Brands: GET RIGHT UP to Date on Federal Trade Commission Guidelines

If you’re a brand that’s advertising anything online, it is advisable to know how to adhere to Federal Trade Commission (FTC) guidelines. If you’re a brand that’s actively advertising on social media, there are a lot more nuanced rules you have to be alert to.

The existing preferred approach to advertising on social media is through influencers, popular content creators who’ve amassed large followings predicated on the merit of their content. The FTC has implemented consumer protection laws to make sure that items and services for sale are accurately being portrayed by brands, which reaches their portrayal by influencers.

As brands continue steadily to partner with social media influencers through paid advertisements, they have to be more than simply alert to the FTC guidelines, but compliant. The FTC has recently taken action against companies who’ve not followed suit.

Earlier this June, the FTC updated their guidelines for brands for the very first time since 2010. While their underlying message hasn’t changed, they have added updated guidelines for social media conditions that did not exist this year 2010.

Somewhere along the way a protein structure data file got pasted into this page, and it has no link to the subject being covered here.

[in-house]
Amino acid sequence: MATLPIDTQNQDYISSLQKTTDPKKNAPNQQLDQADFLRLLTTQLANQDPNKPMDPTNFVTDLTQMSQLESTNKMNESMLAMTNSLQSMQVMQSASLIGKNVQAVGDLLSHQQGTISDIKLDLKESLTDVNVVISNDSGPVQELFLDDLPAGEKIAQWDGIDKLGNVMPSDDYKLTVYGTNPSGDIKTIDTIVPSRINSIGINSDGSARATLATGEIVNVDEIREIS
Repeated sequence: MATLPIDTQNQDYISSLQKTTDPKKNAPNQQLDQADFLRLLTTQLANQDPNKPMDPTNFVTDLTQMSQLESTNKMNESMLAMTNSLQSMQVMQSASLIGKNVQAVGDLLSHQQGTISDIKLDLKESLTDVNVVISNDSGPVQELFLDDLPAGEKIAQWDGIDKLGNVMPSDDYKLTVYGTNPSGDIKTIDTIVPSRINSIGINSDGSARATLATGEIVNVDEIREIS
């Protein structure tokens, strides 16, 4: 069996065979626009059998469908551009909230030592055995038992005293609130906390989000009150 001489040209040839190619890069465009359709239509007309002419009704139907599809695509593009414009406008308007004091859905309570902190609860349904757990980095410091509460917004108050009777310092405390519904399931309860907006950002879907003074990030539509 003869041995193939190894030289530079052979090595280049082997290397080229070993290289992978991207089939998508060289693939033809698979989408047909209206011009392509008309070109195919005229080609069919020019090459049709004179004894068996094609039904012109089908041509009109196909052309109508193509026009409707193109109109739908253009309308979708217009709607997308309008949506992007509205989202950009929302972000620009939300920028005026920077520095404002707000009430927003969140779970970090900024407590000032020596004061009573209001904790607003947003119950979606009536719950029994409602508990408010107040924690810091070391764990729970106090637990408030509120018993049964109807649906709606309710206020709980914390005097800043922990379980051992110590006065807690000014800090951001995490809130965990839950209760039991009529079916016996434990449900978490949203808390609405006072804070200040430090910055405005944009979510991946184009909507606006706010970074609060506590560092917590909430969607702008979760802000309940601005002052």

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Influencers are trusted by their audience as experts on certain topics or content categories. Therefore, they’re trusted authorities of their respective fields, so its very important to them to respect the trust they’ve earned from their audience and draw a distinction between an individual recommendation and a sponsored recommendation. Influencers who are posting must clearly and conspicuously state their relationship with the brand. The golden rule for influencers is: When in doubt, disclose.

Contest and sweepstakes are no exception to the FTC. When an influencer is promoting a contest on the social media account, a clear disclosure must go with it. In this instance, the duty falls on the contest’s sponsor, so if your brand is promoting a contest through influencers, be sure that they know about this important responsibility.

On Twitter, the FTC will not take the 140 character limit as a justification for non-disclosure. They advise that influencers use #ad, because it takes only three characters to maintain compliance — and tweet property is precious.

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Successful social media advertising has to be able to fall based on the influencer’s existing voice. Consumers turn to their favorite influencers because of their recommendations, whether or not or not they are engaged in sponsored posts, so it’s not only the FTC that influencers need to worry about when disclosing sponsored content.

Individuals are quick to guage when advertising on social attempts to be surreptitious. Hence, it is important for influencers to check out guidelines not only due to legal requirements, but also because they are able to serve as helpful guardrails for influencers to keep transparency because of their followers.

To keep your brand safe, be sure that the influencers you partner with know the FTC’s guidelines. They are not only suggestions, they’re requirements, no brand wants to be produced a good example of by the FTC.

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